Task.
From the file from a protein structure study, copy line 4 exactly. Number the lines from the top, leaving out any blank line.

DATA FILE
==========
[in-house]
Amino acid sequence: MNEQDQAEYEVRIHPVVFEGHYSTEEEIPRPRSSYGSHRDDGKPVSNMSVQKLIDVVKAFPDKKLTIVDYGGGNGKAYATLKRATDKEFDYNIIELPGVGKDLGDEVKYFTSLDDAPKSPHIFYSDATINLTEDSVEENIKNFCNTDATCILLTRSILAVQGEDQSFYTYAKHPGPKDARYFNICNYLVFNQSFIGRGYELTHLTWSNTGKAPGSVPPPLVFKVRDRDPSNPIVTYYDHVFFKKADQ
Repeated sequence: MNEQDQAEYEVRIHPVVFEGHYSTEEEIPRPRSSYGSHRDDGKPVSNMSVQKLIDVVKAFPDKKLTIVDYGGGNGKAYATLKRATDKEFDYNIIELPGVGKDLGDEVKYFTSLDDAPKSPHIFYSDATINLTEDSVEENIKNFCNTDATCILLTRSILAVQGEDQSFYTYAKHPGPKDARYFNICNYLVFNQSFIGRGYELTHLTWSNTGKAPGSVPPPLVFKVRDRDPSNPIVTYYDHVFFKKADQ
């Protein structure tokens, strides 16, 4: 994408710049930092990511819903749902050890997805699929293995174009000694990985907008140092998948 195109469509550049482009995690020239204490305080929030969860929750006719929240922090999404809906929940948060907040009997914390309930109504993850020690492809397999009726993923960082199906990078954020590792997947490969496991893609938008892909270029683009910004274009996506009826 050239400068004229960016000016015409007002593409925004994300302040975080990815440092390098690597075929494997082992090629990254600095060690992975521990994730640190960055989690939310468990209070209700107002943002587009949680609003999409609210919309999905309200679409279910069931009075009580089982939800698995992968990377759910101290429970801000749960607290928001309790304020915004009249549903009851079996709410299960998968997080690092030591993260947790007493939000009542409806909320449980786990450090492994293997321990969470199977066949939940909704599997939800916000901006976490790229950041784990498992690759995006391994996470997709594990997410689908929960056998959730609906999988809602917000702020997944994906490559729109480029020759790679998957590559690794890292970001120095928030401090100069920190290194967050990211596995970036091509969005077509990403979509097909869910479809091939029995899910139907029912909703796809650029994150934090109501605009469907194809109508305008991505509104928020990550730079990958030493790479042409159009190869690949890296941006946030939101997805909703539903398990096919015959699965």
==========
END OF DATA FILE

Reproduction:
């Protein structure tokens, strides 16, 4: 994408710049930092990511819903749902050890997805699929293995174009000694990985907008140092998948 195109469509550049482009995690020239204490305080929030969860929750006719929240922090999404809906929940948060907040009997914390309930109504993850020690492809397999009726993923960082199906990078954020590792997947490969496991893609938008892909270029683009910004274009996506009826 050239400068004229960016000016015409007002593409925004994300302040975080990815440092390098690597075929494997082992090629990254600095060690992975521990994730640190960055989690939310468990209070209700107002943002587009949680609003999409609210919309999905309200679409279910069931009075009580089982939800698995992968990377759910101290429970801000749960607290928001309790304020915004009249549903009851079996709410299960998968997080690092030591993260947790007493939000009542409806909320449980786990450090492994293997321990969470199977066949939940909704599997939800916000901006976490790229950041784990498992690759995006391994996470997709594990997410689908929960056998959730609906999988809602917000702020997944994906490559729109480029020759790679998957590559690794890292970001120095928030401090100069920190290194967050990211596995970036091509969005077509990403979509097909869910479809091939029995899910139907029912909703796809650029994150934090109501605009469907194809109508305008991505509104928020990550730079990958030493790479042409159009190869690949890296941006946030939101997805909703539903398990096919015959699965």